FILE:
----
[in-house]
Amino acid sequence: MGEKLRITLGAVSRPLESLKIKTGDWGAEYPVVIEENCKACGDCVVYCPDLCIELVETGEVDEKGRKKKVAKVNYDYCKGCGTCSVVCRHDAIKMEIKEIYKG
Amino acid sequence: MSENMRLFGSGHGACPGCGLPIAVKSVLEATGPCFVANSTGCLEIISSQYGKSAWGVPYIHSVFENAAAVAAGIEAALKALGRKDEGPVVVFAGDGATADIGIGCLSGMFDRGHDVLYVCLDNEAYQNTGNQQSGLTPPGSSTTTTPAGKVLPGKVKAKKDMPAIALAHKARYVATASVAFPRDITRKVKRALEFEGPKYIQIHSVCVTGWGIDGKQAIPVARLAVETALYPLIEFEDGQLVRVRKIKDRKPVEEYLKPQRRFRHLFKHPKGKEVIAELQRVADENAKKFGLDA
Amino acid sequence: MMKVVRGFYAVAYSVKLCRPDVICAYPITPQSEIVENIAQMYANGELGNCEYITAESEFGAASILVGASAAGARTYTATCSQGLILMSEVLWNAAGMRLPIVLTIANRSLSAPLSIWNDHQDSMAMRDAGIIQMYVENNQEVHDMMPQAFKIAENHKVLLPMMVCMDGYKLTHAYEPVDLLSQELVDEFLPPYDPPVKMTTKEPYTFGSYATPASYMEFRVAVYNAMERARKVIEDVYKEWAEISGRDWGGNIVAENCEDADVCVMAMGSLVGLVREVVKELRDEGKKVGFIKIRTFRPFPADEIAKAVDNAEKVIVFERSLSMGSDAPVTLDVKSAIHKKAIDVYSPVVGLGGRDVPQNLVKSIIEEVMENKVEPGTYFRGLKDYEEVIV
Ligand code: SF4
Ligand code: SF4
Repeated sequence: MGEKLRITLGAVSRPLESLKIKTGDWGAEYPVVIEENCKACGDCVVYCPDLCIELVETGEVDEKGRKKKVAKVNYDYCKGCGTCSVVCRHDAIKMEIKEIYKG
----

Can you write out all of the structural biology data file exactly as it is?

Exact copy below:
[in-house]
Amino acid sequence: MGEKLRITLGAVSRPLESLKIKTGDWGAEYPVVIEENCKACGDCVVYCPDLCIELVETGEVDEKGRKKKVAKVNYDYCKGCGTCSVVCRHDAIKMEIKEIYKG
Amino acid sequence: MSENMRLFGSGHGACPGCGLPIAVKSVLEATGPCFVANSTGCLEIISSQYGKSAWGVPYIHSVFENAAAVAAGIEAALKALGRKDEGPVVVFAGDGATADIGIGCLSGMFDRGHDVLYVCLDNEAYQNTGNQQSGLTPPGSSTTTTPAGKVLPGKVKAKKDMPAIALAHKARYVATASVAFPRDITRKVKRALEFEGPKYIQIHSVCVTGWGIDGKQAIPVARLAVETALYPLIEFEDGQLVRVRKIKDRKPVEEYLKPQRRFRHLFKHPKGKEVIAELQRVADENAKKFGLDA
Amino acid sequence: MMKVVRGFYAVAYSVKLCRPDVICAYPITPQSEIVENIAQMYANGELGNCEYITAESEFGAASILVGASAAGARTYTATCSQGLILMSEVLWNAAGMRLPIVLTIANRSLSAPLSIWNDHQDSMAMRDAGIIQMYVENNQEVHDMMPQAFKIAENHKVLLPMMVCMDGYKLTHAYEPVDLLSQELVDEFLPPYDPPVKMTTKEPYTFGSYATPASYMEFRVAVYNAMERARKVIEDVYKEWAEISGRDWGGNIVAENCEDADVCVMAMGSLVGLVREVVKELRDEGKKVGFIKIRTFRPFPADEIAKAVDNAEKVIVFERSLSMGSDAPVTLDVKSAIHKKAIDVYSPVVGLGGRDVPQNLVKSIIEEVMENKVEPGTYFRGLKDYEEVIV
Ligand code: SF4
Ligand code: SF4
Repeated sequence: MGEKLRITLGAVSRPLESLKIKTGDWGAEYPVVIEENCKACGDCVVYCPDLCIELVETGEVDEKGRKKKVAKVNYDYCKGCGTCSVVCRHDAIKMEIKEIYKG